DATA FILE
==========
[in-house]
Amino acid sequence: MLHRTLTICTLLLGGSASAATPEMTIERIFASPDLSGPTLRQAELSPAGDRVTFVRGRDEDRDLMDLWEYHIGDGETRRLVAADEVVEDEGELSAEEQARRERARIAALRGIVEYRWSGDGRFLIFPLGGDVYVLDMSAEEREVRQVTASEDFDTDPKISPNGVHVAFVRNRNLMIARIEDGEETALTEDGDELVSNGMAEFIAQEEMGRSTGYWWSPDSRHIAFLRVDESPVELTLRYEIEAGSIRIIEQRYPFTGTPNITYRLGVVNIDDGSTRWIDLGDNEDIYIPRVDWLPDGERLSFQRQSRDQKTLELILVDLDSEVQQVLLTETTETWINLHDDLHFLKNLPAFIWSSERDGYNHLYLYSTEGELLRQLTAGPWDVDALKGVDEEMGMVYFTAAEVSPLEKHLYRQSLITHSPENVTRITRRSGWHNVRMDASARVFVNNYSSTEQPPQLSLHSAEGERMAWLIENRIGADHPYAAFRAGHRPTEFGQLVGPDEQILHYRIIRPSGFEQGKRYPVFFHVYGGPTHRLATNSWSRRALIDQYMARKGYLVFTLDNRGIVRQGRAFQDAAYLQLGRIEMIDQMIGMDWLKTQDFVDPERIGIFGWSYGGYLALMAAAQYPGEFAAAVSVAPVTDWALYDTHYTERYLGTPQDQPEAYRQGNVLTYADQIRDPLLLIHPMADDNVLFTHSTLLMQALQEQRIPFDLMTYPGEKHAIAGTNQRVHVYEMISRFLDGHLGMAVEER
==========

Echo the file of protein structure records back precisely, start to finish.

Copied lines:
[in-house]
Amino acid sequence: MLHRTLTICTLLLGGSASAATPEMTIERIFASPDLSGPTLRQAELSPAGDRVTFVRGRDEDRDLMDLWEYHIGDGETRRLVAADEVVEDEGELSAEEQARRERARIAALRGIVEYRWSGDGRFLIFPLGGDVYVLDMSAEEREVRQVTASEDFDTDPKISPNGVHVAFVRNRNLMIARIEDGEETALTEDGDELVSNGMAEFIAQEEMGRSTGYWWSPDSRHIAFLRVDESPVELTLRYEIEAGSIRIIEQRYPFTGTPNITYRLGVVNIDDGSTRWIDLGDNEDIYIPRVDWLPDGERLSFQRQSRDQKTLELILVDLDSEVQQVLLTETTETWINLHDDLHFLKNLPAFIWSSERDGYNHLYLYSTEGELLRQLTAGPWDVDALKGVDEEMGMVYFTAAEVSPLEKHLYRQSLITHSPENVTRITRRSGWHNVRMDASARVFVNNYSSTEQPPQLSLHSAEGERMAWLIENRIGADHPYAAFRAGHRPTEFGQLVGPDEQILHYRIIRPSGFEQGKRYPVFFHVYGGPTHRLATNSWSRRALIDQYMARKGYLVFTLDNRGIVRQGRAFQDAAYLQLGRIEMIDQMIGMDWLKTQDFVDPERIGIFGWSYGGYLALMAAAQYPGEFAAAVSVAPVTDWALYDTHYTERYLGTPQDQPEAYRQGNVLTYADQIRDPLLLIHPMADDNVLFTHSTLLMQALQEQRIPFDLMTYPGEKHAIAGTNQRVHVYEMISRFLDGHLGMAVEER